Why are California taxpayers spending millions on a recall election a year before their previously scheduled return to the ballot box?
Ask the Republican Party, which has not won a popular vote in a long time. Nevertheless, California voters decide today who of the more than 40 candidates on the ballot will replace Gov. Gavin Newsom in a recall election that could mark only the third time in U.S. history that a sitting governor is removed from office by voters.
The push against Newsom began in February 2020 as proponents justified the recall based on the governor's position on a number of political issues, including taxes and immigration. The process is unlike other elections: The ballot will ask voters two questions: Do they want to recall Newsom, yes or no? And if more than 50% of voters agree, then, who should replace him?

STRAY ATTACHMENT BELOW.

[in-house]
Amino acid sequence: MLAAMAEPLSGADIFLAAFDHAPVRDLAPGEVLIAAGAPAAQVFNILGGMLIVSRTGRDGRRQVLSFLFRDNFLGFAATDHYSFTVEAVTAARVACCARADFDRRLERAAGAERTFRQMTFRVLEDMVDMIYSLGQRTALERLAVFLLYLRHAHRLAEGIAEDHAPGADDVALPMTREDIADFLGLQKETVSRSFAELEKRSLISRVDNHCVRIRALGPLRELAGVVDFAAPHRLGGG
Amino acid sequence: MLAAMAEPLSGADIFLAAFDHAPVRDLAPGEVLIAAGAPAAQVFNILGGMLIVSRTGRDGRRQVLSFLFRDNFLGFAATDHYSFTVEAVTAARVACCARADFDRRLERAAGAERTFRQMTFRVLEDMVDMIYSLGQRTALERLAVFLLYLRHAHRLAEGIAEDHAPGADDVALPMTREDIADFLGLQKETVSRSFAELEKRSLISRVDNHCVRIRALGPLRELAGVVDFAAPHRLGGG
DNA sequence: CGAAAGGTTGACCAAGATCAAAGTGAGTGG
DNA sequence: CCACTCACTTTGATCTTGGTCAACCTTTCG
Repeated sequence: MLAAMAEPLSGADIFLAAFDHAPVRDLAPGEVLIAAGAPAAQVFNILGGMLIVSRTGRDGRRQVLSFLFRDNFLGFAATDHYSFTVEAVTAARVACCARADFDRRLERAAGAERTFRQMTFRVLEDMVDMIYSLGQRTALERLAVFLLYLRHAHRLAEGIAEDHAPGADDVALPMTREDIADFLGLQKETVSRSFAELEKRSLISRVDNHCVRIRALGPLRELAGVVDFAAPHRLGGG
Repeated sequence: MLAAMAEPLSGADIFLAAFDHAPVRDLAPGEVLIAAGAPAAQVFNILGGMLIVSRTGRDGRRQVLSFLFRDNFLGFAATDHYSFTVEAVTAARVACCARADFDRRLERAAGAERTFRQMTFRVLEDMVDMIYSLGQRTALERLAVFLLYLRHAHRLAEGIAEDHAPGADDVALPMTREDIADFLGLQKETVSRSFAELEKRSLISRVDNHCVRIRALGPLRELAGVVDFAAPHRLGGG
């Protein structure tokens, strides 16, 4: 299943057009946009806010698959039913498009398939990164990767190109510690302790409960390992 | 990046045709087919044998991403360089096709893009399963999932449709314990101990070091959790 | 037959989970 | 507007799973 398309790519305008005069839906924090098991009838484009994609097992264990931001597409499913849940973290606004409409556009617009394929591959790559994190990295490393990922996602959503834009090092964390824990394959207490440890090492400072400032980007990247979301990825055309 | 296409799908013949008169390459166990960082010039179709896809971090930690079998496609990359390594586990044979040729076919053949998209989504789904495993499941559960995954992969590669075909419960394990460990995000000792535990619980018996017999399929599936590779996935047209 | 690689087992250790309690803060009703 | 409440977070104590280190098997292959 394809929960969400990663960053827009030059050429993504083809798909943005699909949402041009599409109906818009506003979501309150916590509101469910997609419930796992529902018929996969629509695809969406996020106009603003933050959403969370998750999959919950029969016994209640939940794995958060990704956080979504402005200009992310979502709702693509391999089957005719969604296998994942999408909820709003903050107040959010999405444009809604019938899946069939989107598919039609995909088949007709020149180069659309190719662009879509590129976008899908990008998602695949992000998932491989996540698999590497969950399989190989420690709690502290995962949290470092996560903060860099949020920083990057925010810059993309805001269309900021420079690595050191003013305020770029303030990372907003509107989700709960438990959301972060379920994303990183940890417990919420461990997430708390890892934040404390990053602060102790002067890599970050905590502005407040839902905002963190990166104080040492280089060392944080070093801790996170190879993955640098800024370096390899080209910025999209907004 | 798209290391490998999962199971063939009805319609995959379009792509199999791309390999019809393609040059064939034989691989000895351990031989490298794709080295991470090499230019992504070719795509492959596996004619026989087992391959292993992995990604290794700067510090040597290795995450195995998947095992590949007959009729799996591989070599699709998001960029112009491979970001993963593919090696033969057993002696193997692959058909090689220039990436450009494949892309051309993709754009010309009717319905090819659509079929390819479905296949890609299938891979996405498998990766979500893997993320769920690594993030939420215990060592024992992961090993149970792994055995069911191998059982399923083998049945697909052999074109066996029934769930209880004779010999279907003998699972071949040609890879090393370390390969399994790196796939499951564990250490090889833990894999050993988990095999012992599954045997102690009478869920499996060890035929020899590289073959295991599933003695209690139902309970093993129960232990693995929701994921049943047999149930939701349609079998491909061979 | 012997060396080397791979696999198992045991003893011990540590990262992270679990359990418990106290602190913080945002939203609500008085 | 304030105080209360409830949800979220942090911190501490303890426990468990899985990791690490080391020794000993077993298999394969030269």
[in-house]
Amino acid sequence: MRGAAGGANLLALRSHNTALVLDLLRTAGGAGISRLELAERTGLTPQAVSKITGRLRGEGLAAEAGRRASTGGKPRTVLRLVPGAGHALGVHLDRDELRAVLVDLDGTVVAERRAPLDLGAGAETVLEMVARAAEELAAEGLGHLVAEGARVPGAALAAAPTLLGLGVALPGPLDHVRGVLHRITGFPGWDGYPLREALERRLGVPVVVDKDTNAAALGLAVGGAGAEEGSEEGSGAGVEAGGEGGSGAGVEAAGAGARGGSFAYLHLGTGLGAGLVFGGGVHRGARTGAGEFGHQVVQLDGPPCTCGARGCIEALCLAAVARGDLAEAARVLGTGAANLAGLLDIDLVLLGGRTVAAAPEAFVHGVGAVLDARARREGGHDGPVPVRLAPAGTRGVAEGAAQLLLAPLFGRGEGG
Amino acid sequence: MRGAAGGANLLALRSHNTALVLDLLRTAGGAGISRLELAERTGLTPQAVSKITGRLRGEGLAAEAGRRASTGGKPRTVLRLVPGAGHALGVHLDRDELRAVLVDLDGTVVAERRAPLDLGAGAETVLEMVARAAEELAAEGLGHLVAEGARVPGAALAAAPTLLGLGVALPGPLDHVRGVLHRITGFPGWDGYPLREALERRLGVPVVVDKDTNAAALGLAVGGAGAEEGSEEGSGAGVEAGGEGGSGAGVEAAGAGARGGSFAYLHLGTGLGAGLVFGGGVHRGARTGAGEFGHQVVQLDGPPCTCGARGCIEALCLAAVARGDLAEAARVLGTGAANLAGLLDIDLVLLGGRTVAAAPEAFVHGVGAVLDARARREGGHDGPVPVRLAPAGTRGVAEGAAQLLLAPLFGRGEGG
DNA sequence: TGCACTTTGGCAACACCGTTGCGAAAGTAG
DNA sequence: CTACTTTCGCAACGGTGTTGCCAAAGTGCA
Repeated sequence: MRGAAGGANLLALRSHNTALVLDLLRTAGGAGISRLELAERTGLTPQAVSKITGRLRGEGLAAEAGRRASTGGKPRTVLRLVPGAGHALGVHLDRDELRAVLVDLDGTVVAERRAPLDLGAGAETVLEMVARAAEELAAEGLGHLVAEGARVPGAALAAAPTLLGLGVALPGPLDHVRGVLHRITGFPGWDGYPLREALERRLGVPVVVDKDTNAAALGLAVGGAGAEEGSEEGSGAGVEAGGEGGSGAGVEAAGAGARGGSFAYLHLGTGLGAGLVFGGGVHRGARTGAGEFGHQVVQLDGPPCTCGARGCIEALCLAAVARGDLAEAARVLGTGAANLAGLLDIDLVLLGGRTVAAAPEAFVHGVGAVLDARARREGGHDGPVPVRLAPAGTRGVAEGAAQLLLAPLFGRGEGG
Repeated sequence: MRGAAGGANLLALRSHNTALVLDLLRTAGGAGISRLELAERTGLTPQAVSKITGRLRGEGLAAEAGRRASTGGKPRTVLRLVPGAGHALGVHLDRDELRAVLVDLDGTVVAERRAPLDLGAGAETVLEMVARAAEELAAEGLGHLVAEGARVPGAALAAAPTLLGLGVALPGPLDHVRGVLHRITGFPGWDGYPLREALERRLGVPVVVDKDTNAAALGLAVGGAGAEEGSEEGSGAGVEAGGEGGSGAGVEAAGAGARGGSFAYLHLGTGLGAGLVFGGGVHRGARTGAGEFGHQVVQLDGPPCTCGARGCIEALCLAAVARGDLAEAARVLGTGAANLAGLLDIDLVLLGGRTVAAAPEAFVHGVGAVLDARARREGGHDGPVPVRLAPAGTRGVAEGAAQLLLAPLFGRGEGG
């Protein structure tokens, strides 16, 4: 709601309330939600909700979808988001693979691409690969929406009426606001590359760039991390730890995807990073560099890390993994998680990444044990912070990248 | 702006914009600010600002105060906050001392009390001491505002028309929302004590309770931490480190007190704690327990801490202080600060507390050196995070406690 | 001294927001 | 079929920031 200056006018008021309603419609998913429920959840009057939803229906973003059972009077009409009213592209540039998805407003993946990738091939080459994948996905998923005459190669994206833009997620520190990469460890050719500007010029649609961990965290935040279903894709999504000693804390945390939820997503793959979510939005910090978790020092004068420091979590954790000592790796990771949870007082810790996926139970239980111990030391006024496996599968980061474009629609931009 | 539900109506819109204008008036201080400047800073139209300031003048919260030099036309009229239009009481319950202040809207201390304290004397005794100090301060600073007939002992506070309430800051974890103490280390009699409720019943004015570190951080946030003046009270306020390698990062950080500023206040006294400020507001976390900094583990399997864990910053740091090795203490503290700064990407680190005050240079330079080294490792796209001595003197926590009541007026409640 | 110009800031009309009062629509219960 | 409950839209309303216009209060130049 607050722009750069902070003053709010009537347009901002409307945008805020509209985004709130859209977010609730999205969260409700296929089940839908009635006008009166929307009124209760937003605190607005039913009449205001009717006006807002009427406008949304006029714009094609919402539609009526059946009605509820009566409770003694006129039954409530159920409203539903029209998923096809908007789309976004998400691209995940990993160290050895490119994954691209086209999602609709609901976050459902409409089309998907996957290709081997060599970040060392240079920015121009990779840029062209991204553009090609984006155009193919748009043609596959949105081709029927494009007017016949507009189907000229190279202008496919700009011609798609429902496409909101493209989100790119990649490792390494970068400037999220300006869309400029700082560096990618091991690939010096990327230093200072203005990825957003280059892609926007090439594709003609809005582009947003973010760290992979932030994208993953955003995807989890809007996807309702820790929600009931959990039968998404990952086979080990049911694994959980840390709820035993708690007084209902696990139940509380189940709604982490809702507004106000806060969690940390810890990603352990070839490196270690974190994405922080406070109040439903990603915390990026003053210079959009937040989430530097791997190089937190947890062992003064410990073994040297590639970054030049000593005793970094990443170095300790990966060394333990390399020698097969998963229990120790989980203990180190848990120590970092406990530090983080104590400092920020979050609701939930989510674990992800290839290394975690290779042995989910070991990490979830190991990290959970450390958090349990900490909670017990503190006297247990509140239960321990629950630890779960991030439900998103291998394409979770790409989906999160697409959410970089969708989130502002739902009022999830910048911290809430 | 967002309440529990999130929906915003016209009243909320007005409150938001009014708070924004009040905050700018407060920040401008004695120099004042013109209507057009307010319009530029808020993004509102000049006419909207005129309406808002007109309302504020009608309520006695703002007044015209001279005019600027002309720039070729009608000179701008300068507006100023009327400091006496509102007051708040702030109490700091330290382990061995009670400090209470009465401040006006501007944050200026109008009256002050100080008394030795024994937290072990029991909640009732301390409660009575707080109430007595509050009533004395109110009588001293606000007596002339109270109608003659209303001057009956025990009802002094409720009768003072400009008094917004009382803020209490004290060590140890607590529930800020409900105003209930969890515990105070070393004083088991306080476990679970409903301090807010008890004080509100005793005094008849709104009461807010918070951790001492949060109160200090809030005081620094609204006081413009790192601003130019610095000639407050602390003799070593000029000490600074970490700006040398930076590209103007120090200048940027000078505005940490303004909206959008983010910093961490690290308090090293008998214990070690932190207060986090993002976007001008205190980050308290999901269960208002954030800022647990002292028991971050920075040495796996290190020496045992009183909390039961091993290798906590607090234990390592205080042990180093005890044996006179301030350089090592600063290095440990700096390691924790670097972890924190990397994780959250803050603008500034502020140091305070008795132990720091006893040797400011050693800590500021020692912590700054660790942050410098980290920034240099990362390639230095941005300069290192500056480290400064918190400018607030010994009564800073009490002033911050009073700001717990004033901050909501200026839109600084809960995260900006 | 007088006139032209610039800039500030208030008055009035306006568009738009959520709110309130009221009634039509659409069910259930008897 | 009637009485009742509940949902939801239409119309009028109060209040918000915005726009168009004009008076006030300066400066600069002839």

This recall election comes to an end today, but its effect on California politics could linger. Launched by Republicans and fueled by anger and fear over the COVID restrictions, the campaign has shined a light on the rules governing recall efforts, with academics and activists alike saying improvements are long overdue. New polling indicates voters might be ready for them.
The outcome determines whoever gets the most votes wins even without a majority. Speaking at a rally in Long Beach Last night, President Joe Biden called Newsom one of the best governors in the country.
A new poll released Friday by the Berkeley Institute of Governmental Studies and the Los Angeles Times indicates that Democratic voters have become more engaged in the upcoming recall election. Sixty percent of likely voters in California said they would vote to keep Newsom in office, while just 39% would vote to recall him.